But although I agree with differentiation, I see a possible problem if one were to simply re-write the menu to add variation in price (not that anyone is suggesting this). That is, buying a fantastic green coffee doesn’t mean that the consumer will experience a fantastic coffee. As we are all quite aware, there are many steps from buying a green to serving a cup. Even though a coffee may be graded as Specialty, this would mean nothing if the final step of brewing was done improperly. It may be a “specialty” coffee but it could still taste horrible if prepared poorly. And this is the thought I wanted to get down. As a customer, if i’m paying $10 for a coffee, I think I’d be in my rights to expect it was prepared very well, or even better. No? As baristas we have be totally on top of our game.

This is what’s enjoyable, but also inevitably more difficult, about coffee compared to beer or wine. If a Craft Beer or Wine Bar business pays more for a bottle, they can charge a price with little concern that the quality of the beverage will decrease when it is served. But, as i’ve said, coffee is a very different ball game. That final step involves preparation immediately before the beverage is served, and if we’re not careful the quality of that cup could be far lower than the green from which it came and therefore not worth the $10 we attribute to it.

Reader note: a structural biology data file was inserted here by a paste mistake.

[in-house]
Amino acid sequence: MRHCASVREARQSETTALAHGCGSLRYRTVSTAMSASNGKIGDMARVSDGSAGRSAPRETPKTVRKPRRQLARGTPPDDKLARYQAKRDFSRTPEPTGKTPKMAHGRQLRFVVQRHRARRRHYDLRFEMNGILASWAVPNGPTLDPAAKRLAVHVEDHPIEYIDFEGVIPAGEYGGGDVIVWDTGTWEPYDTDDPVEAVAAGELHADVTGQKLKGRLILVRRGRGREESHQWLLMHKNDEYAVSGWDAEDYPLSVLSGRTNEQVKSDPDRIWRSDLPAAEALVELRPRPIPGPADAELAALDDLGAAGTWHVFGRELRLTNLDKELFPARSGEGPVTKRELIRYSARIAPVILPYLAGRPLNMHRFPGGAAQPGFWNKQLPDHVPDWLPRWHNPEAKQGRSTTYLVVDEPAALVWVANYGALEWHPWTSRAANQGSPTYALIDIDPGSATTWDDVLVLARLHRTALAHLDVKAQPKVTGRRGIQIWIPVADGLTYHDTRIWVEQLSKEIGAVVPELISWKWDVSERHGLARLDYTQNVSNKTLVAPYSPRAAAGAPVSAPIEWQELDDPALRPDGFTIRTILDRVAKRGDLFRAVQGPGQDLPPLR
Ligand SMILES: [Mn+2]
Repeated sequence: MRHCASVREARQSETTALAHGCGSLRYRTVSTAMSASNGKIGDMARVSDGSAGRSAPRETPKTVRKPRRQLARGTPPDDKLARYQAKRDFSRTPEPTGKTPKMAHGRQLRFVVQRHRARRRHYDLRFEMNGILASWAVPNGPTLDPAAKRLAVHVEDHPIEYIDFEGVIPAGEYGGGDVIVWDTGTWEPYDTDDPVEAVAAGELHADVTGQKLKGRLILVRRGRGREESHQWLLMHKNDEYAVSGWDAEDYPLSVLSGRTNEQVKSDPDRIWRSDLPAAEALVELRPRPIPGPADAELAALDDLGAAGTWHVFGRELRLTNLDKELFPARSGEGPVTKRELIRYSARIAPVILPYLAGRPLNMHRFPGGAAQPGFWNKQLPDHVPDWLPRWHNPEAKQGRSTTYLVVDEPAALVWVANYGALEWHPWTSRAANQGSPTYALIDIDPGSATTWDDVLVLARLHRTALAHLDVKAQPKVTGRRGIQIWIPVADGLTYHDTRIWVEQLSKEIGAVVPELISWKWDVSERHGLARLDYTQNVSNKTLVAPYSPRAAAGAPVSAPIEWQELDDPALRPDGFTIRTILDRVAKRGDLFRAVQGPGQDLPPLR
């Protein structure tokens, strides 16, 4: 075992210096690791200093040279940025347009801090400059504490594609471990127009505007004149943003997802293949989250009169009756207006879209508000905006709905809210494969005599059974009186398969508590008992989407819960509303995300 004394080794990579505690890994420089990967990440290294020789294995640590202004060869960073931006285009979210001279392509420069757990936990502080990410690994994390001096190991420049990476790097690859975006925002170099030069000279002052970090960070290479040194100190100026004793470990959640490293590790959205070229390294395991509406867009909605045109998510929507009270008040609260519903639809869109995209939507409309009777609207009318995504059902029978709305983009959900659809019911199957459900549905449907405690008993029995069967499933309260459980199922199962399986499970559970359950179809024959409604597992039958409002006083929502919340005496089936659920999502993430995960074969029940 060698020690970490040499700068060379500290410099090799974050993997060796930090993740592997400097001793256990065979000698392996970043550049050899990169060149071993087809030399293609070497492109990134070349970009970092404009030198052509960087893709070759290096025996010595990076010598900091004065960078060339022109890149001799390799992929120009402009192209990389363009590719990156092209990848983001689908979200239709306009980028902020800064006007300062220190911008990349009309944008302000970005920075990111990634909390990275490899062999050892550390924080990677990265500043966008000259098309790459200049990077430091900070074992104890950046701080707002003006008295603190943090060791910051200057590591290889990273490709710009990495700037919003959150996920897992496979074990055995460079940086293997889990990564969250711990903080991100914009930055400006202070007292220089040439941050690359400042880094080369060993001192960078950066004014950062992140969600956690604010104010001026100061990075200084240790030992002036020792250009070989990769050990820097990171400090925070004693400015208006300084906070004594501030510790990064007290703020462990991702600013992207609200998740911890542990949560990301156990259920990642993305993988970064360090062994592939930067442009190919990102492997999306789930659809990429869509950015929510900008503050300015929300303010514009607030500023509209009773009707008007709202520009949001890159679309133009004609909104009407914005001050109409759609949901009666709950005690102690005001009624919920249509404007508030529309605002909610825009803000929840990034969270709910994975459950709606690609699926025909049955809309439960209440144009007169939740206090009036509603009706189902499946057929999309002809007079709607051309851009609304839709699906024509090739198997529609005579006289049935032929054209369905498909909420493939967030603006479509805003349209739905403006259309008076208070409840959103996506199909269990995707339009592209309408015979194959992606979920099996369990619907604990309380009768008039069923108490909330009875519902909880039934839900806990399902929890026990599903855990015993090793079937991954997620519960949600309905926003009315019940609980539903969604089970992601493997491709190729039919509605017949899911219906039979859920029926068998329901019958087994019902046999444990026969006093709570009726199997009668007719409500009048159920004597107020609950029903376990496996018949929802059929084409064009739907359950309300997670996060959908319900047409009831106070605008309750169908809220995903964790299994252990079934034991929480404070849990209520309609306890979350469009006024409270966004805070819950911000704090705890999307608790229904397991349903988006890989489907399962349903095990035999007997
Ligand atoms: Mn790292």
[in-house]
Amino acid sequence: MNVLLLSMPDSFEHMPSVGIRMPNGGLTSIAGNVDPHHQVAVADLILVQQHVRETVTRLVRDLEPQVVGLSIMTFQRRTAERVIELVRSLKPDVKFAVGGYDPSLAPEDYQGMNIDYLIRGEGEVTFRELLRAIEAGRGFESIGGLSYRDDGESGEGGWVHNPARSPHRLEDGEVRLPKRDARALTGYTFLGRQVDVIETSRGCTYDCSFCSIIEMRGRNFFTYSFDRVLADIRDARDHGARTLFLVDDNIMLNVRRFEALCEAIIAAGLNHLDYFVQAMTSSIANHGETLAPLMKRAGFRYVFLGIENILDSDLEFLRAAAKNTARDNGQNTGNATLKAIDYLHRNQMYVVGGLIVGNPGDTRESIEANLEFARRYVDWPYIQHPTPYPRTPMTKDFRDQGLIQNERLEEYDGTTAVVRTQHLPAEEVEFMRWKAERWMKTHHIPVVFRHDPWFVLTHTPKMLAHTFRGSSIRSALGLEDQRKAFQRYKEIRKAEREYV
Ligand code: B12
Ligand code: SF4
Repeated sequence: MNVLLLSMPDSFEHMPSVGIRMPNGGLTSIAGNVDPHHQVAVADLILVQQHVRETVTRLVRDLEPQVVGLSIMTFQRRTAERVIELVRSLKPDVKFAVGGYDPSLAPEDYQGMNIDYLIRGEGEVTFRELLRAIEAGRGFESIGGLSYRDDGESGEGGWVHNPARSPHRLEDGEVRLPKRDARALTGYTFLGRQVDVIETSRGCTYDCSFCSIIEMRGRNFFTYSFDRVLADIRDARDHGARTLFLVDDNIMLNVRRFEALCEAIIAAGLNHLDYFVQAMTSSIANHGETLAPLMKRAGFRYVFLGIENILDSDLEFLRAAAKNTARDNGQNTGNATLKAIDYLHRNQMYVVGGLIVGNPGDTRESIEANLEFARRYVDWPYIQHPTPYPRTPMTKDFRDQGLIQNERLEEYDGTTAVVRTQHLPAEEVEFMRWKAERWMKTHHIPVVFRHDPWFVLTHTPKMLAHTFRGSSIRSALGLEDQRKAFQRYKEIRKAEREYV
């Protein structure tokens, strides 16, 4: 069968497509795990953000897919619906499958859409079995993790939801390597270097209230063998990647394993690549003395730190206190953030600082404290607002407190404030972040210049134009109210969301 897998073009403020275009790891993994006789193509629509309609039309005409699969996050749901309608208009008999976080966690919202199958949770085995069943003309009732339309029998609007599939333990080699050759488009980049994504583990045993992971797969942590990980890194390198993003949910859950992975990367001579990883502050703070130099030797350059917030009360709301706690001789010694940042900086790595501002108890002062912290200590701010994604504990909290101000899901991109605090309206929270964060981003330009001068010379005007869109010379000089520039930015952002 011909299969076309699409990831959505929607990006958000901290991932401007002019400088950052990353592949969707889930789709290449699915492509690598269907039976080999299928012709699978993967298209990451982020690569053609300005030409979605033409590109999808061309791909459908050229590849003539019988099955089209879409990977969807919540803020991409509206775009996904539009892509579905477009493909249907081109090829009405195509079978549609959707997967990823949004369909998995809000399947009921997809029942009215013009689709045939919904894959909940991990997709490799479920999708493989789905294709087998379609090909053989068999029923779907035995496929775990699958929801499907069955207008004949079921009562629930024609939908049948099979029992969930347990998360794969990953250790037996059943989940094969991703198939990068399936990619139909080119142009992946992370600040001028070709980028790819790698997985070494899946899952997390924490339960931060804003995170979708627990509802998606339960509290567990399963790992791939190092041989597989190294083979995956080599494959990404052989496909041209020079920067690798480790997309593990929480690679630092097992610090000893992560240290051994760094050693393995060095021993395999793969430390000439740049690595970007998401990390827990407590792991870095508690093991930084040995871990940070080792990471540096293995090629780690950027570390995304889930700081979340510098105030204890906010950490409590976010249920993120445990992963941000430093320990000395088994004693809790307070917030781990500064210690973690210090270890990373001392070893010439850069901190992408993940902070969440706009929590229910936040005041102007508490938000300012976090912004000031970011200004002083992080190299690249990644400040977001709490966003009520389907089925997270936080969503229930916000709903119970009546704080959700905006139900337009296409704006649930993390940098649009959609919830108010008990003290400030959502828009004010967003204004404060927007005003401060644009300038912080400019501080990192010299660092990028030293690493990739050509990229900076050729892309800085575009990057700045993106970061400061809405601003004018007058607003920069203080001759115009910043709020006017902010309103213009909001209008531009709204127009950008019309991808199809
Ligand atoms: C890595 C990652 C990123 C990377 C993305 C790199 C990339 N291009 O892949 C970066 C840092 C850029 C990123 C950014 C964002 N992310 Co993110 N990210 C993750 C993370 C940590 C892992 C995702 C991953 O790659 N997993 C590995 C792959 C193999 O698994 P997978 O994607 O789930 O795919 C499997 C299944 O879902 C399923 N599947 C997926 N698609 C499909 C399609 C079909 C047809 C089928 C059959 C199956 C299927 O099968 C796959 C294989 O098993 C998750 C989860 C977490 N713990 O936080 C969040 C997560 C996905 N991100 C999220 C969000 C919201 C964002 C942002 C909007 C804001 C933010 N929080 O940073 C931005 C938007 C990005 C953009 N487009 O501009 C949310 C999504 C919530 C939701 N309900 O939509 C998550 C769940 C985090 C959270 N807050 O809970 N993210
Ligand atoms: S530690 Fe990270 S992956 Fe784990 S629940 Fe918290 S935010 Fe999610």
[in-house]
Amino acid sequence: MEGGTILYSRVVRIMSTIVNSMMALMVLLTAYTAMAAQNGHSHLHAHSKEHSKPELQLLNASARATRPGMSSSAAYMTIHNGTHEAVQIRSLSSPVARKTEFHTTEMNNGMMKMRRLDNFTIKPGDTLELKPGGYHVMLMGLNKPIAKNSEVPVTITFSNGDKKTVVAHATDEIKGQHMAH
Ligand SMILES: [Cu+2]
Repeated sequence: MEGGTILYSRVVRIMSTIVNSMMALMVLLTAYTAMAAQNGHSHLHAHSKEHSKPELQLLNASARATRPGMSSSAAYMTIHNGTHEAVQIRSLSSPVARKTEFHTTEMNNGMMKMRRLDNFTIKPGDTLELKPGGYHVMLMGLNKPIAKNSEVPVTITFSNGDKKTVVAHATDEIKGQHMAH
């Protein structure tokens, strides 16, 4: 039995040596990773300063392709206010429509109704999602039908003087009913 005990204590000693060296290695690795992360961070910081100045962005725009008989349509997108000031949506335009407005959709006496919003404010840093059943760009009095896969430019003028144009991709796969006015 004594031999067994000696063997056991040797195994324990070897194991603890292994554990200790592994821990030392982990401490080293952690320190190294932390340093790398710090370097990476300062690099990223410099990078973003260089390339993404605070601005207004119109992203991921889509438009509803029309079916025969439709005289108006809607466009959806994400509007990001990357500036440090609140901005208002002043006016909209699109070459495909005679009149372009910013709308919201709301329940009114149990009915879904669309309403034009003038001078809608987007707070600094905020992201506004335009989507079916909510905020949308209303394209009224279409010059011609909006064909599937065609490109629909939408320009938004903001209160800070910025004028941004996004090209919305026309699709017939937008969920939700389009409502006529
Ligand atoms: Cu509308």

I know that most places advocating differentiation have well structured training programs in place to ensure quality makes it all the way through to the final stage, but I think it’s important to remember (or realise) that some of us will need to up our game (we don’t all work for the best – haha). And if we do double, or triple, the price of a coffee, it’s understandable that a customers expectations will also double, or triple.

To emphasise the challenge that baristas face in this, read this poem by Nick Cho.

Cheers for reading my rambling thoughts!

Today I had the job of fixing a lock to the inside of a bathroom door. It was a rather simple job, four screws through a metal piece, but it’s amazing where your mind goes during such simple tasks. After fixing the bolt i pulled the door closed to check the lock by using a piece of wooden frame fixed to the inside of the door.  I wondered if customers would think to use this piece, seeing it wasn’t immediately obvious. Maybe they wouldn’t. I thought of two things I could do: one, attach a handle; two, write “pull here” on the piece of wood. And here’s where my mind drifted elsewhere.